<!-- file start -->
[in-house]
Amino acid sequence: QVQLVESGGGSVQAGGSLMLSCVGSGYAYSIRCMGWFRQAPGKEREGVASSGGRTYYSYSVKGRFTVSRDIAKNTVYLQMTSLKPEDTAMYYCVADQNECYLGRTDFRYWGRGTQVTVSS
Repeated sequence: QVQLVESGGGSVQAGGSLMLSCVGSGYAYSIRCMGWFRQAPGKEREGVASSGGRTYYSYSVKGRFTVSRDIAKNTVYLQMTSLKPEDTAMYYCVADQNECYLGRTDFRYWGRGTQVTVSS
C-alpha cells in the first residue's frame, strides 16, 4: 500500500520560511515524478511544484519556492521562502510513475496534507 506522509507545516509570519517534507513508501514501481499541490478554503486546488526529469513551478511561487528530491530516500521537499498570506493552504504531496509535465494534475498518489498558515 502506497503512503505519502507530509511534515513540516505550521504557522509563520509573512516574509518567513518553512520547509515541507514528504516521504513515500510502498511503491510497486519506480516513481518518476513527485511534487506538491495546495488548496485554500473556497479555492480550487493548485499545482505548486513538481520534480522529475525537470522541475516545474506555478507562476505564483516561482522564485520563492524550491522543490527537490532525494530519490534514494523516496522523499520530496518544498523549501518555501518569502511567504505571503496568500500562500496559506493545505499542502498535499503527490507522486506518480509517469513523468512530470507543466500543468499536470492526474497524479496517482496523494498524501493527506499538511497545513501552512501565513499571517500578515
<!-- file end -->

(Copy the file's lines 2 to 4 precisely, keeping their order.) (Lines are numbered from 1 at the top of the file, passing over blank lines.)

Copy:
Amino acid sequence: QVQLVESGGGSVQAGGSLMLSCVGSGYAYSIRCMGWFRQAPGKEREGVASSGGRTYYSYSVKGRFTVSRDIAKNTVYLQMTSLKPEDTAMYYCVADQNECYLGRTDFRYWGRGTQVTVSS
Repeated sequence: QVQLVESGGGSVQAGGSLMLSCVGSGYAYSIRCMGWFRQAPGKEREGVASSGGRTYYSYSVKGRFTVSRDIAKNTVYLQMTSLKPEDTAMYYCVADQNECYLGRTDFRYWGRGTQVTVSS
C-alpha cells in the first residue's frame, strides 16, 4: 500500500520560511515524478511544484519556492521562502510513475496534507 506522509507545516509570519517534507513508501514501481499541490478554503486546488526529469513551478511561487528530491530516500521537499498570506493552504504531496509535465494534475498518489498558515 502506497503512503505519502507530509511534515513540516505550521504557522509563520509573512516574509518567513518553512520547509515541507514528504516521504513515500510502498511503491510497486519506480516513481518518476513527485511534487506538491495546495488548496485554500473556497479555492480550487493548485499545482505548486513538481520534480522529475525537470522541475516545474506555478507562476505564483516561482522564485520563492524550491522543490527537490532525494530519490534514494523516496522523499520530496518544498523549501518555501518569502511567504505571503496568500500562500496559506493545505499542502498535499503527490507522486506518480509517469513523468512530470507543466500543468499536470492526474497524479496517482496523494498524501493527506499538511497545513501552512501565513499571517500578515